Till Year's Good End: A Calendar of Medieval Labors

Till Year's Good End: A Calendar of Medieval Labors

by W. Nikola-Lisa, Christopher Manson
     
 

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Based on a Medieval Book of Hours, this book describes the monthly activities of rural peasants in England during the Middle Ages. Rhyming couplets banner the top of each page while a paragraph for each month elaborates on the daily chores, showing the round of seasons in the farm year. Full color.  See more details below

Overview

Based on a Medieval Book of Hours, this book describes the monthly activities of rural peasants in England during the Middle Ages. Rhyming couplets banner the top of each page while a paragraph for each month elaborates on the daily chores, showing the round of seasons in the farm year. Full color.

Editorial Reviews

Children's Literature - Marilyn Courtot
The watercolors are deceptive; they look like hand-painted block prints and really give an old fashioned flavor to the account of medieval peasants and their work through out the year. During the cold months of January and February, much of the peasants' time was spend indoors repairing tools, making utensils and spinning and weaving. With the arrival of spring, the fields were tilled, crops planted, fences mended and houses repaired. From early summer through late fall, a variety of crops were harvested, animals slaughtered and preparations made for the great Christmas festival. The illustrations clearly convey the never ending work of the peasants, whose labors allowed the lord and lady of the manor to live a life of greater luxury in the castle depicted in the background.
School Library Journal - School Library Journal
Gr 3-7--In 12 double-page spreads, full-color illustrations and simple quatrains outline the busy work year of English medieval peasants. Manson's pen-and-ink drawings with strong black outlines and clear watercolors have the appearance of painted woodcuts and an earthy quality that suits the subject. Below each illustration, a brief text details the specific chores involved and explains the context in which they were done. The book does create a shelving problem. The simple rhymes and bright illustrations make it attractive to young children. It may languish in the 900's, but it would be too bad if it were placed with the picture books and missed by creative middle school or even high school teachers. This is the sort of book that needs a knowledgeable librarian to intercede and place it in the right hands along with Aliki's A Medieval Feast (HarperCollins, 1983). While work is the prevailing theme, the pictures also show the optimistic and occasionally playful side of life. The darker level of disease and despair is not evident. And, although a manor house or castle occasionally pops up in the background, the aristocracy is decidedly absent from the picture. Despite the narrow focus, or perhaps because of it, this is an appealing introduction to the simpler aspects of an era that continues to fascinate all ages.--Sally Margolis, formerly at Deerfield Public Library, IL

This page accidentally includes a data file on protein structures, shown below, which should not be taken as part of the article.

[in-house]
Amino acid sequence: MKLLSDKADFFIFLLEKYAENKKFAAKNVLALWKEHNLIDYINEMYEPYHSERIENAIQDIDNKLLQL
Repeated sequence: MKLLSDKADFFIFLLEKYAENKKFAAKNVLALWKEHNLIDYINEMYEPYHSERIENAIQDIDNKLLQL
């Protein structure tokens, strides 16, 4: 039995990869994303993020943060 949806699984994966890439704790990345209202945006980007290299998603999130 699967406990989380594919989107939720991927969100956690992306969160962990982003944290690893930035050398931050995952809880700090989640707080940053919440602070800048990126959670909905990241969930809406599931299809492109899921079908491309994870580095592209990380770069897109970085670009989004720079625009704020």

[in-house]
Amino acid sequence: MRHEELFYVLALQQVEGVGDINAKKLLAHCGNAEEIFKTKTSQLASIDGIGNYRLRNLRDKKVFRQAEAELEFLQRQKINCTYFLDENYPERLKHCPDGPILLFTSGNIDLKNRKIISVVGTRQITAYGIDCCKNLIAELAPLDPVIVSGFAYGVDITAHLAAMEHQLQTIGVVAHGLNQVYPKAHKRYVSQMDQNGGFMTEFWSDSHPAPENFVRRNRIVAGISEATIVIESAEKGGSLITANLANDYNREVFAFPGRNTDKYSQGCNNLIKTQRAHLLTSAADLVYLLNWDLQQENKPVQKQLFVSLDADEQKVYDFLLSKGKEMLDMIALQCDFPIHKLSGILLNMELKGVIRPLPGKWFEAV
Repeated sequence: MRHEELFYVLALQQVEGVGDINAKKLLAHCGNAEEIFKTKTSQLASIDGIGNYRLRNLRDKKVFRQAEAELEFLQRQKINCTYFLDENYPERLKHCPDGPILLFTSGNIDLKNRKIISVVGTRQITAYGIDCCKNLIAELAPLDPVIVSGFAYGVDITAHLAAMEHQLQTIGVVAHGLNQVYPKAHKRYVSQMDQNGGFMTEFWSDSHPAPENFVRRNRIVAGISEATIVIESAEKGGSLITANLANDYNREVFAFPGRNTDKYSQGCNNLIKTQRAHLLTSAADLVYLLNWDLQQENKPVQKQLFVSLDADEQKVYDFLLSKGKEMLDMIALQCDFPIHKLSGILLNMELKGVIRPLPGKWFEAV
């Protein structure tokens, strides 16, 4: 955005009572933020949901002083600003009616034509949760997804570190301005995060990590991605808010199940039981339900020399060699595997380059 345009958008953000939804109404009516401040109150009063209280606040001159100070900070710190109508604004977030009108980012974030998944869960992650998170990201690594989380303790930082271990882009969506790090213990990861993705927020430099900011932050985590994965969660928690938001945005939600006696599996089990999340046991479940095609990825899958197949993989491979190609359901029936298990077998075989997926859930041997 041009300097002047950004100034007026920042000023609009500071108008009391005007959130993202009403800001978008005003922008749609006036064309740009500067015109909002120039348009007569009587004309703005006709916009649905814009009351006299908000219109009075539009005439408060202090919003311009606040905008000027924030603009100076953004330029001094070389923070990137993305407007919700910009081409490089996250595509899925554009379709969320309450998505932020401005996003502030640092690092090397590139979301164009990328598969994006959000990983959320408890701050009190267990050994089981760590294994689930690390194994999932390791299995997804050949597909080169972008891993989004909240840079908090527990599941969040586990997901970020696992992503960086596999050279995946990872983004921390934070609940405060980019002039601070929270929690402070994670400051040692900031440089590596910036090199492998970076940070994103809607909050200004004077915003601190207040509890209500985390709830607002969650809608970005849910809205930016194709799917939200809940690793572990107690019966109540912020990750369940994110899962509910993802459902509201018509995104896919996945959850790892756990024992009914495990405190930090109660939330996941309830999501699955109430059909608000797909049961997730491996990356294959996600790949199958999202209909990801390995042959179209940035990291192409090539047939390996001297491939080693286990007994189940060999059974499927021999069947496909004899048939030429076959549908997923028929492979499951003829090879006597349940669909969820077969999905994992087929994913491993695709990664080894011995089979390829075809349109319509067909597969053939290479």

Kirkus Reviews
Nikola-Lisa (Tangletalk, p. 646, etc.) takes readers through an exhausting, contradictory year of peasant labor, ostensibly covering discrepancies in an author's note but creating instead a medieval muddle.

Rhyming couplets ride on banners across each spread—"February/Hunting nets/knot till tight./Wooden bowls/I carve just right"—while paragraphs of explanatory text detail the labors of medieval peasants month by month. Manson's heavily outlined figures labor in relative good humor through the woodcut-like scenes, but don't compensate for the inaccuracies of the project. Before shifting the calendar of the "medieval agricultural year" from late September to January, the author introduces readers to the Books of Hours, which had "the 365 feast days of the Church," a number that might have surprised medieval people and which will leave the picture-book set wondering; most scholars report fasting days to number fully half the days of the year. A preoccupation with feasting leads to oversimplification: Nikola-Lisa defines January as "generally a time of feasting" and rewards those cutting ripe hay in June with a daily feast, with no mention of autumn harvest celebrations. March finds the farmers engaged in what looks like premature spring planting, and mentions how a cereal crop "was planted in autumn to be harvested in summer," which either belies all sensibility or needs follow-up explication. This is an ill-advised survey, floating blithely over the whole of medieval peasantry and never taking root in a specific geographic area.

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Product Details

ISBN-13:
9780689800207
Publisher:
Atheneum Books for Young Readers
Publication date:
09/16/1997
Edition description:
1st ed
Pages:
32
Product dimensions:
8.60(w) x 10.84(h) x 0.45(d)
Age Range:
7 - 12 Years

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